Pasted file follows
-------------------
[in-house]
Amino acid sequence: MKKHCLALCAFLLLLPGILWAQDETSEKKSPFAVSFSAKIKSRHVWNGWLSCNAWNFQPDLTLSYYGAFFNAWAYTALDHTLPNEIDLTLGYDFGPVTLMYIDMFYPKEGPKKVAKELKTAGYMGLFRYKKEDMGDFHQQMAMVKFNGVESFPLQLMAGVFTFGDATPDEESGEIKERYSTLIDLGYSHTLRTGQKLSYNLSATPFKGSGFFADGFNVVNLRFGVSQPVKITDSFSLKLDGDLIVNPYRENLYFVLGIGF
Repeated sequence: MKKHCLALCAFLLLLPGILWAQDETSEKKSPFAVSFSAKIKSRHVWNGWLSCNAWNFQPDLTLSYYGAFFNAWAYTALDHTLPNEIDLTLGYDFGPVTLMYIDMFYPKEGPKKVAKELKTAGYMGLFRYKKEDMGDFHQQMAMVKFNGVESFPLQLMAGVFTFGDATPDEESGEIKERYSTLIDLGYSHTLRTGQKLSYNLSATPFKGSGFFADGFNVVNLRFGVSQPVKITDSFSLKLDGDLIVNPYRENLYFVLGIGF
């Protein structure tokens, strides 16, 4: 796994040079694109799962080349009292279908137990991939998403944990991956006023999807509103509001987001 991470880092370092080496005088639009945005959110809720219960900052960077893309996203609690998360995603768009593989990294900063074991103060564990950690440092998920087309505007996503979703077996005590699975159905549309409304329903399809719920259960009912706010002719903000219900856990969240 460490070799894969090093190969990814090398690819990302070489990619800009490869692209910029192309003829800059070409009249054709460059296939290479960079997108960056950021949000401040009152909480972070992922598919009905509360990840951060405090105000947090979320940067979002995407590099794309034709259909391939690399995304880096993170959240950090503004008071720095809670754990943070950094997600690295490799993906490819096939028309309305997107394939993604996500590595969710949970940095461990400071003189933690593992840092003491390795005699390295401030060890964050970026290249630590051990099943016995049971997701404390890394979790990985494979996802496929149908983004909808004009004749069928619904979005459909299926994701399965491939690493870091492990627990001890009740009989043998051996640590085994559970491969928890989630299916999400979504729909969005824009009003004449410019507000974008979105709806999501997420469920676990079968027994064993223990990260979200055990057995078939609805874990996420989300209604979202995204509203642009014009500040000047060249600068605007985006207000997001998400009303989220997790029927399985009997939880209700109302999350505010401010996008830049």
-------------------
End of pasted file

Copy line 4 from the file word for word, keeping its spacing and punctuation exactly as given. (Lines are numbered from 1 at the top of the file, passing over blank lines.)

């Protein structure tokens, strides 16, 4: 796994040079694109799962080349009292279908137990991939998403944990991956006023999807509103509001987001 991470880092370092080496005088639009945005959110809720219960900052960077893309996203609690998360995603768009593989990294900063074991103060564990950690440092998920087309505007996503979703077996005590699975159905549309409304329903399809719920259960009912706010002719903000219900856990969240 460490070799894969090093190969990814090398690819990302070489990619800009490869692209910029192309003829800059070409009249054709460059296939290479960079997108960056950021949000401040009152909480972070992922598919009905509360990840951060405090105000947090979320940067979002995407590099794309034709259909391939690399995304880096993170959240950090503004008071720095809670754990943070950094997600690295490799993906490819096939028309309305997107394939993604996500590595969710949970940095461990400071003189933690593992840092003491390795005699390295401030060890964050970026290249630590051990099943016995049971997701404390890394979790990985494979996802496929149908983004909808004009004749069928619904979005459909299926994701399965491939690493870091492990627990001890009740009989043998051996640590085994559970491969928890989630299916999400979504729909969005824009009003004449410019507000974008979105709806999501997420469920676990079968027994064993223990990260979200055990057995078939609805874990996420989300209604979202995204509203642009014009500040000047060249600068605007985006207000997001998400009303989220997790029927399985009997939880209700109302999350505010401010996008830049």